Thursday, 30 April 2015

Favourite hotels: a little gem in southern France



Number 4 in an occasional series on special hotels


It was the irritating tendency of French hotels to close their restaurants on Sunday evenings that led us to the Hotel Mont Aigoual. We had been walking on the Monts d’Aubrac, an open and sometimes windswept plateau which straddles a pilgrim route to Santiago de Compostela in the south of the 28 Massif Central, and we wanted to move on. Besides a restaurant that opened on Sundays the prerequisites were good cooking at a reasonable price and a comfortable room. From its description in the Michelin red guide to France, the three star Mont Aigoual, in the small town of Meyrueis, looked a good bet.





And so it turned out. It’s a member of Logis de France, a long established family business run impeccably by Stella Robert, who polices the restaurant with eagle eyed briskness, and chef Daniel Lagrange. The rooms, which have flat screen TVs and either showers or baths, were more than adequate and modestly priced. Current rates range from €90 to €160 (or roughly £65 to just over £115), Breakfast included fruit juices, yoghurts, charcuterie and pastries. There was an open air pool in the garden at the rear.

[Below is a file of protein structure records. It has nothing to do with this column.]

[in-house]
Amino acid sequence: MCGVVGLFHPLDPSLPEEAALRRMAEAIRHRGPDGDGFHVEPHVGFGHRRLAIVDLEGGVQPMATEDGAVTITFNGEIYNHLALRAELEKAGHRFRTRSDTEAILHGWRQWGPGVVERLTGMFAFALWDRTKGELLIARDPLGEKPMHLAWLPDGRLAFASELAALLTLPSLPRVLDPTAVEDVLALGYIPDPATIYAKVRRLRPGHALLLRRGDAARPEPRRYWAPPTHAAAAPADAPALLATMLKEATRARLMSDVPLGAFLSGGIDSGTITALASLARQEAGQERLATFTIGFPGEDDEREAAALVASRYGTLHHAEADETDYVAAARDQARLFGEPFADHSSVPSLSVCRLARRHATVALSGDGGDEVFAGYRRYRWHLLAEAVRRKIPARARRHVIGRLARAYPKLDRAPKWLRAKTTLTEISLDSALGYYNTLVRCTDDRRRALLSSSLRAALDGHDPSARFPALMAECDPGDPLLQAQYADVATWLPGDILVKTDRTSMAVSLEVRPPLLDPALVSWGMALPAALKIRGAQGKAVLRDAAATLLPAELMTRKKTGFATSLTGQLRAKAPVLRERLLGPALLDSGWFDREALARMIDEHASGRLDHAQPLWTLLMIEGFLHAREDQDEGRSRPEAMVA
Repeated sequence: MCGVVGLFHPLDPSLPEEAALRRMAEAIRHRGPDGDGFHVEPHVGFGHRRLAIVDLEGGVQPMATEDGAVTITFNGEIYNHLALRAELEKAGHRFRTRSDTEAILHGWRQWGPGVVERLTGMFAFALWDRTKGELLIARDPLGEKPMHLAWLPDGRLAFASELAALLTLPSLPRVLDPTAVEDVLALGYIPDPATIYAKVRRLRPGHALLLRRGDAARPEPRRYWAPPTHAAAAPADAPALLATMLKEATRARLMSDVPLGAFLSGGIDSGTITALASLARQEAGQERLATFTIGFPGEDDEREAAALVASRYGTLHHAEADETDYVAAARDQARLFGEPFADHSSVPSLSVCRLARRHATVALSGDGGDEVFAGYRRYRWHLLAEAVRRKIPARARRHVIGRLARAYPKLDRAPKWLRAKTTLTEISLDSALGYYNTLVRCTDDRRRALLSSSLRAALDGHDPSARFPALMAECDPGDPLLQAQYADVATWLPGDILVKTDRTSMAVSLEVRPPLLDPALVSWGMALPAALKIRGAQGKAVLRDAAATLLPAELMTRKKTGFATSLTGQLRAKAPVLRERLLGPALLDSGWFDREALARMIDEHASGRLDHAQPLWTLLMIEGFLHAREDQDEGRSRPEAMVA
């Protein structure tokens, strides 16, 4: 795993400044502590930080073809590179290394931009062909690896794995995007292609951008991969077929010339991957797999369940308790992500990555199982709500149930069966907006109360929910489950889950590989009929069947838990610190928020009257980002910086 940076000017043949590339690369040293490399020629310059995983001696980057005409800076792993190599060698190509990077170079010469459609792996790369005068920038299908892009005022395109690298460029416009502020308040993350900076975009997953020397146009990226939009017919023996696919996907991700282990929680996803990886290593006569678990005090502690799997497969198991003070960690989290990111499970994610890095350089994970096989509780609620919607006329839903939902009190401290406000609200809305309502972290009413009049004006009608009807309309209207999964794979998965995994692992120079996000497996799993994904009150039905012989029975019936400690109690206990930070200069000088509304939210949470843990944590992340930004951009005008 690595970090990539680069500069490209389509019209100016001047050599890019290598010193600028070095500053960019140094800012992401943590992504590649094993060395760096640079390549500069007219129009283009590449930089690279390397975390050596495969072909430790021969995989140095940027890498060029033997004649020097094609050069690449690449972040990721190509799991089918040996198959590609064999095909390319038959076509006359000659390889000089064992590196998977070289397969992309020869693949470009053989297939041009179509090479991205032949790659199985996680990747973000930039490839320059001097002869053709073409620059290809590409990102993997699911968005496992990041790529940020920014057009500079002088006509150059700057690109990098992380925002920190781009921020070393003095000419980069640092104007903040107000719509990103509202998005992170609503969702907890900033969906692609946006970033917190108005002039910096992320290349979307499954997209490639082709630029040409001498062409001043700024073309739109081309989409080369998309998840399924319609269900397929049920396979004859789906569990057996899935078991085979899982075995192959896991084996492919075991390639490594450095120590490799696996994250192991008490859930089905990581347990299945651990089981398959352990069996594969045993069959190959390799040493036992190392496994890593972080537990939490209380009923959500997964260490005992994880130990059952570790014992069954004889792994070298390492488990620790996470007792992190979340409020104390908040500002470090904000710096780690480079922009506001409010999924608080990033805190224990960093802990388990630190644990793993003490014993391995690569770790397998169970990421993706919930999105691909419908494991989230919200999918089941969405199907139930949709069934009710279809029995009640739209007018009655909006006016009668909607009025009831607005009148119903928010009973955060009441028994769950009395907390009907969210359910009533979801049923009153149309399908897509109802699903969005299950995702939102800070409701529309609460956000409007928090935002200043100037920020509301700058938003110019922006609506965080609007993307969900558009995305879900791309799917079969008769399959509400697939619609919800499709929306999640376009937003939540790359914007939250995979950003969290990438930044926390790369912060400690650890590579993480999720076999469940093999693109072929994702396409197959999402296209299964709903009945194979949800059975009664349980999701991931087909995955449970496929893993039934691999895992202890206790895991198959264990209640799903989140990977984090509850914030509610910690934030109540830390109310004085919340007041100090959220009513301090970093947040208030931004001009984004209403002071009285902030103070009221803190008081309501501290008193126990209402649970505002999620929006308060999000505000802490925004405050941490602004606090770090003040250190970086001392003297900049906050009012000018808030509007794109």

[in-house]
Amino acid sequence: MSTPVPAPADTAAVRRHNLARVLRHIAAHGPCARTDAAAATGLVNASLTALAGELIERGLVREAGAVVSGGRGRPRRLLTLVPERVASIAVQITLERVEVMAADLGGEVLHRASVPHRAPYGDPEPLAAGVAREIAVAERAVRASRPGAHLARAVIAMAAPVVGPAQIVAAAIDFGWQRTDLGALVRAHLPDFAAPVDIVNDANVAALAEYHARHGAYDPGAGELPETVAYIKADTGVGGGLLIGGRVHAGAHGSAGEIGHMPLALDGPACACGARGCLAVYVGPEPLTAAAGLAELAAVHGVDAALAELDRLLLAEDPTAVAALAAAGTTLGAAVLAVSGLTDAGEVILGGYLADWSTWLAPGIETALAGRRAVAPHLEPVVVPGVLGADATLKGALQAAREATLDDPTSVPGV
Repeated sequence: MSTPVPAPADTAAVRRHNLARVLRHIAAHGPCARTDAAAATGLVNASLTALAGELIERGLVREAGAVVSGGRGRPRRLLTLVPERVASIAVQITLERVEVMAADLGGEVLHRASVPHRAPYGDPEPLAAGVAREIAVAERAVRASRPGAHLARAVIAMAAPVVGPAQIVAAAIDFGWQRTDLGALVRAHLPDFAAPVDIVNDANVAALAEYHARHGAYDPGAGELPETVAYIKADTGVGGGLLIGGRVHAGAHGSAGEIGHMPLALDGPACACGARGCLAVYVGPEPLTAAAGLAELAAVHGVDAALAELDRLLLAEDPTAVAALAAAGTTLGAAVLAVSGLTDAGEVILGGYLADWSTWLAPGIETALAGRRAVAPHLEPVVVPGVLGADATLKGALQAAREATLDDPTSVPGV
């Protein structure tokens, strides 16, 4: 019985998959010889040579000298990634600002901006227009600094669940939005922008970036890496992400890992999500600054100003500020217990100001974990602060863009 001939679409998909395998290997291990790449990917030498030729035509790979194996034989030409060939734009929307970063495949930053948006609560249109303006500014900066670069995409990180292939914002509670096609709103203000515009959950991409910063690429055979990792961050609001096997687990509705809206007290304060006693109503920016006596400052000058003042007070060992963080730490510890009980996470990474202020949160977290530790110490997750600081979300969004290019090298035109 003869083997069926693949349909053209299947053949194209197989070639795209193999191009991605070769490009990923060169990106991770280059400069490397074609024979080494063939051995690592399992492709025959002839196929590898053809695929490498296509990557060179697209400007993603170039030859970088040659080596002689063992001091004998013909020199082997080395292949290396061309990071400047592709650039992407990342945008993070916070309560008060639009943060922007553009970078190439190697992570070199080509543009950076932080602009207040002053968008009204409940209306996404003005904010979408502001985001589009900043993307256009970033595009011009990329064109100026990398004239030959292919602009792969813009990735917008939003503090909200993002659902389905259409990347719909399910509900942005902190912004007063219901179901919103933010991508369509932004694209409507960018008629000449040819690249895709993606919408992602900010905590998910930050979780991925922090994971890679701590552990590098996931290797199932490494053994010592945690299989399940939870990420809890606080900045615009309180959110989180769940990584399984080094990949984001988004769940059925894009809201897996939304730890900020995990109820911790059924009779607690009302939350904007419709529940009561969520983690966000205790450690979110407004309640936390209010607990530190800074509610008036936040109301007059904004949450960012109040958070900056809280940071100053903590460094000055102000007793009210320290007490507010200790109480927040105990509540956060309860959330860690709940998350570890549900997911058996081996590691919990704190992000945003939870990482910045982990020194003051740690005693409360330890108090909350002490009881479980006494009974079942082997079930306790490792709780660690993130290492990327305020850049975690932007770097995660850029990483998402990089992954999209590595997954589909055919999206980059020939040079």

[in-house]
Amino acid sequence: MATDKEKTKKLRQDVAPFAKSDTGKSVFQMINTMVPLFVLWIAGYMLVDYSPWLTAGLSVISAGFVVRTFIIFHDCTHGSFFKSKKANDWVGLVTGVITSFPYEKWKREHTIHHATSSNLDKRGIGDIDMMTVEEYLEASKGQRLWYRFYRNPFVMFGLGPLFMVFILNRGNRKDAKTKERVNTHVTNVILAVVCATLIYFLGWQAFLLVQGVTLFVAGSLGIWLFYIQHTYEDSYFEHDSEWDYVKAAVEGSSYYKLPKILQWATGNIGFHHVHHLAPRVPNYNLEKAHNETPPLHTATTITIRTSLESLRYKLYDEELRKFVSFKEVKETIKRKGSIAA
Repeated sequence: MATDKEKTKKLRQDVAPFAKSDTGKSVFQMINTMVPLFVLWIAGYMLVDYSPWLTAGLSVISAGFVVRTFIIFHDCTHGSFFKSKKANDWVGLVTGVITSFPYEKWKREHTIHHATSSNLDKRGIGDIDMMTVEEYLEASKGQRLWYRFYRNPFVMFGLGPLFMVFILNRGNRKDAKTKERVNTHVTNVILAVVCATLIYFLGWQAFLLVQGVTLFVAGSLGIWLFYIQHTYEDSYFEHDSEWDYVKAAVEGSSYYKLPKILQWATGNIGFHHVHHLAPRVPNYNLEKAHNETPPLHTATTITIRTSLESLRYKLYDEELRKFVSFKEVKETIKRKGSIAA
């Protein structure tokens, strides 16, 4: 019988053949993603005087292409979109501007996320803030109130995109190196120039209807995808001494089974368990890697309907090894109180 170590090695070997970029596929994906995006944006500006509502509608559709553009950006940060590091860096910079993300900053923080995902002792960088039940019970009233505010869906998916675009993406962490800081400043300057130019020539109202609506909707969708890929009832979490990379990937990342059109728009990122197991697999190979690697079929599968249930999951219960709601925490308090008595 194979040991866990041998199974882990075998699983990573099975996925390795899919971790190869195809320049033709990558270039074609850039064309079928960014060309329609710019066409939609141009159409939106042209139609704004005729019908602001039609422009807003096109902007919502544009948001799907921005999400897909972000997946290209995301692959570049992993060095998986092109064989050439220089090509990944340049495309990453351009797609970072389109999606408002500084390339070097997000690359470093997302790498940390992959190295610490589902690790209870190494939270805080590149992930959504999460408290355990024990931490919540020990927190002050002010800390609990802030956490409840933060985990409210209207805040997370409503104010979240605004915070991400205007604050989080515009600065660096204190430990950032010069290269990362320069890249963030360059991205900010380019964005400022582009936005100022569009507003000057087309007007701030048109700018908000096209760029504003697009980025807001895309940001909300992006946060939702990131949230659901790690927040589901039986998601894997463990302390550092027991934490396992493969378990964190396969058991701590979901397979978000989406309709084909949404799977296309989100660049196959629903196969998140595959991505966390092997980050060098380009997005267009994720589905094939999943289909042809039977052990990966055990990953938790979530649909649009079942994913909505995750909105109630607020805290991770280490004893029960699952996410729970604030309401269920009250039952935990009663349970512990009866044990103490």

It was the food that marked it out, however. The excellent Menu Terroir remains a real bargain at €18 for two courses or €25 for three – maybe with a main of trout from the River Jonte with chorizo or Navarin d’Agneau. Sometimes we were content with that, sometimes we stretch to the Menu Gourmand, starting at €37, which currently includes lamb from the nearby limestone causses and turbot with truffles. For dessert I have returned more than once to the “assortissement” of intensely flavoured sorbets.